While crawling along at 5 mph, I had to wonder what menial task I would be asked to carry out for nine hours; if it would be the same thing the following three days; if this whole “having a job” thing was going to be mentally survivable. To my bewilderment, when I arrived, Michael waited a whole ten minutes before assigning me the task of driving out, by myself, to meet a new client at her house and conduct an exhaustive series of measurements from which I would generate as-built drawings in Revit. This was the best slap in the face I had experienced in a long time; not only was I given the opportunity to apply my skills to billable work, but I was even trusted to take on a new set of challenges, by myself, in a unresetable, real world situation!
The rest of the summer was as unpredictable, challenging, and rewarding as that first day. A coworker took me under her wing and managed to alternate between teaching me Revit on the fly and giving me billable work to do in Revit; I sat in on a contractor bid meeting; I built massing models for a new client; I drew and annotated residential construction documents; and I measured a second new client’s house and digitally modeled it in Revit. At this point I was sold on the benefits of small firms, having witnessed first-hand how they, with the trust and push of supportive coworkers, can facilitate a thriving internship experience.
Michael essentially bought my ticket for me, enthusiastically inviting me to return the next summer. Seeing no rational reason to decline, and having already developed a sense of ownership over my work and a sense of pride in the firm, I did indeed return the next summer. During that time, I spent over two months working with John, the new intern, on a 72 square foot model, trusted with exorbitant amounts of our client’s money to produce a beautiful, accurate, finished model before returning to school, no screw-ups allowed.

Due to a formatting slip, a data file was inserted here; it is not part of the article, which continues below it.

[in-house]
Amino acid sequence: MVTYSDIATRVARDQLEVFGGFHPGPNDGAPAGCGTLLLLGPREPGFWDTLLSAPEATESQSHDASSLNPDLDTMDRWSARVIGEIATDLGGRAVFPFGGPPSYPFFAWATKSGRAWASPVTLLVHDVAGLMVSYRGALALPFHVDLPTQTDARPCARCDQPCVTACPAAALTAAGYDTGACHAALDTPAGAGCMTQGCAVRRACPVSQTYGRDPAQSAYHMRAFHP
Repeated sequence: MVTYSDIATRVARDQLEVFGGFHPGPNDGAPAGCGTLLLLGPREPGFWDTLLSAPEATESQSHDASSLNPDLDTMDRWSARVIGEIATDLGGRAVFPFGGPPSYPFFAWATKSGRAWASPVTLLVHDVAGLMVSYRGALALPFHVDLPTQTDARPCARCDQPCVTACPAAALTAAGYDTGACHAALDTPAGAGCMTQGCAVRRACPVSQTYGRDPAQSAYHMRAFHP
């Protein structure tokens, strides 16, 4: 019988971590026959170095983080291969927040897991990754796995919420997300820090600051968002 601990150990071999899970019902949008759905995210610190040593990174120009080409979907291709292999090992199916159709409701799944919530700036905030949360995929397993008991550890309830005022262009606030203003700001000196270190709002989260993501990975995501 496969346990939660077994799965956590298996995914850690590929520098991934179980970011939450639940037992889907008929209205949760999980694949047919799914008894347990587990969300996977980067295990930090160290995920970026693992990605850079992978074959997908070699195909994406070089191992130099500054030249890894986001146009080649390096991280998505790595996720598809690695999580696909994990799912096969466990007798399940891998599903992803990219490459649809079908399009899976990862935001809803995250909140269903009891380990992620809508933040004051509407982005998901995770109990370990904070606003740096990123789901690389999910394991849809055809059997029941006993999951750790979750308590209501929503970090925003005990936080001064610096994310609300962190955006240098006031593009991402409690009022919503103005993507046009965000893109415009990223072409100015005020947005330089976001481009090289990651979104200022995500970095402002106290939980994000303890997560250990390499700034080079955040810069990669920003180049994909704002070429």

Another year passed, the current summer arrived, and I again returned to Michael Malone Architects. I’m now being trusted to work on multiple billable projects at once, including a 50% work-share on a house in Oklahoma that is now undergoing design development in Revit.
Now, looking back at how positive and productive my internship has been, not only for me but, to an extent, for the firm as well, I simply do not understand why Bob’s experience with incompetent or unneeded interns seems to be so commonly shared. I am not at all unique in my academic knowledge or skill set; by the end of the second year of curriculum, every student in the UT School of Architecture has experience in Revit, AutoCAD, Rhino, Grasshopper, Photoshop, Illustrator, and the basics of construction and building codes. There are at least a thousand more me’s out there, looking for a gig like mine. The repetitive stories I hear about burdensome interns, to me, indicate a disconnect between the hordes of capable undergrad students out there and the professional opportunities they regularly struggle to find.
As an employer, providing internship opportunities to skilled, driven students is only the first part of the equation, though. I personally had the great luck of forging a valuable relationship with a mentor-turned-boss while still in high school; however, what has ultimately made my job a win-win for both me and Michael’s firm is the responsibility my coworkers are willing to bestow upon me. I hope all firms can give their interns chances to prove themselves, and support the growth of those who rise to the occasion.
I’d like to thank Travis for adding his experience into the architectural intern discussion. On Thursday we will get to hear from John Charbonneau, our other architectural intern. ~ Bob